Activated charcoal is used as a medication for dangerous ingestions. This material can absorb toxins before they spread through the body and cause harm to the organs, so it’s used for both people and animals.
On the contrary, the charcoal you use to grill can be harmful to your dog. It shouldn’t be easy to confuse them because activated carbon is actually sold in animal shops too, while you wouldn’t find grilling charcoal in the same place.
Is charcoal bad for dogs?
Sometimes harmless, sometimes harmful, charcoal is definitely something you don’t want your dog to eat even if you were told it is not strictly ‘bad’ for your pet.
A dog eating charcoal is like a dog playing Russian roulette, which means it’s a matter of sheer luck. If you’re lucky, they might come out with a bit of stomach ache, but if you’re unlucky, there is no saying in what could happen to your pet.
There have been cases of dogs barely brought back from the brink of death because of charcoal, even if the material is not poisonous, it has the potential to cause troubles just like any other foreign object.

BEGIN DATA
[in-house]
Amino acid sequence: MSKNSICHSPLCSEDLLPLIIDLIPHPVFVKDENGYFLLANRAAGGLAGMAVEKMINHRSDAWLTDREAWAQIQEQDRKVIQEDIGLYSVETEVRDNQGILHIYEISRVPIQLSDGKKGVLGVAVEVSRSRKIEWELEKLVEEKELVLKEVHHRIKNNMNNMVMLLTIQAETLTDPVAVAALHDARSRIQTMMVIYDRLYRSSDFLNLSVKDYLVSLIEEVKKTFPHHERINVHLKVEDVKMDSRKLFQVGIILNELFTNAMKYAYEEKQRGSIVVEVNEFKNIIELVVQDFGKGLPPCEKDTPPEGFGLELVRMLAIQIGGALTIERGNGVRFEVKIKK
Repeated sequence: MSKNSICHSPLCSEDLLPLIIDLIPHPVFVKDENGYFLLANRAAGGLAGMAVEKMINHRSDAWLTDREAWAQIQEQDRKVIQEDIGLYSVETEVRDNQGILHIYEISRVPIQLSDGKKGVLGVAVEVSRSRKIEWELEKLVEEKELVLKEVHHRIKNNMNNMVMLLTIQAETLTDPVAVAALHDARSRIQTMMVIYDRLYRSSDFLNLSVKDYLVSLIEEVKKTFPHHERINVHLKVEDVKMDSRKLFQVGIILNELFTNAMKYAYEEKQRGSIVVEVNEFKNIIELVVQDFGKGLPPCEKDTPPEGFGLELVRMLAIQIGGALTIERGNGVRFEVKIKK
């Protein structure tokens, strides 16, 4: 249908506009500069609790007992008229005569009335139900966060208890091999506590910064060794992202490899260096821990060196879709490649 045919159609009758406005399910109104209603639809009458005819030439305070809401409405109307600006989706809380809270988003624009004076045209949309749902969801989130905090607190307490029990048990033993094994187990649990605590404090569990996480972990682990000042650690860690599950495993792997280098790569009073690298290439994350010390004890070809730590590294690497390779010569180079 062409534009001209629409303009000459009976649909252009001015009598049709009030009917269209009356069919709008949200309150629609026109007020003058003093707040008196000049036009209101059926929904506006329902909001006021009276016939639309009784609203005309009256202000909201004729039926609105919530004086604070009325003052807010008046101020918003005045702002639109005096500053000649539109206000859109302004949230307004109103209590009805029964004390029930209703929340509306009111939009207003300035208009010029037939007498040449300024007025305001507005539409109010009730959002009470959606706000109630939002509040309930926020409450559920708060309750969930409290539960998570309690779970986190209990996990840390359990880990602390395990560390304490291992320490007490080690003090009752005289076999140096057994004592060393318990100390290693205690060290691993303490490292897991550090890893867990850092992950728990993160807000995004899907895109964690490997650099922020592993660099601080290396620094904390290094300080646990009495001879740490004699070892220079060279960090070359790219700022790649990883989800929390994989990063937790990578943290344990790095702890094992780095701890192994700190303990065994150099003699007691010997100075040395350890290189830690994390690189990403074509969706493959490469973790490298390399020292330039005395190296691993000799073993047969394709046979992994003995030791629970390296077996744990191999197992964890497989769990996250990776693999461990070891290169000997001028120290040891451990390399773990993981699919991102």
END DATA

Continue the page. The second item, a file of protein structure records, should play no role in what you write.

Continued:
Ashes are particularly dangerous because they’re easily accessible by your pet and by licking them they may end up eating a big amount of it.
If your dog eats ashes, bring them to the vet immediately. Even though ashes look small and don’t seem threatening, dogs may easily swallow several ounces of it in a very short time, which may cause blockage in the intestines.
Small dogs might quickly develop very serious symptoms from this kind of obstruction, and old or sick dogs may even die from it.
Animals aren’t usually compelled to eat ashes, but sometimes dogs are affected by a psychological condition known as pica, which pushes them to eat things that aren’t suitable for their diet.
If you suspect that your dog may be affected by pica, they will need to be examined by a professional. Treatments for pica are available, but your dog can only be treated once the cause behind the behavior is found.
Can dogs eat charcoal?
Dogs should not be allowed to eat charcoal and you should make sure your dog doesn’t have access to charcoal or any of your grill tools.
In fact, the dangers of charcoal don’t end at what happens when your dog eats it. It’s important to keep your dog away from your grill because they might get burnt or some ashes could end up in their eyes.
Charcoal ingestion can easily turn into a nightmare and it could also compromise your pet’s health for the rest of their life.
Given the risks, you should be extra careful and not allow your dog near your grill set-up. Make sure all the charcoal is safely stored at all times as well or cover it when you’re not using it.
It would be ideal to have your grill elevated so that your dog cannot easily reach the coal or the ashes. Do not leave your dog alone in the same area as the grill. A few minutes can make a big difference in these situations.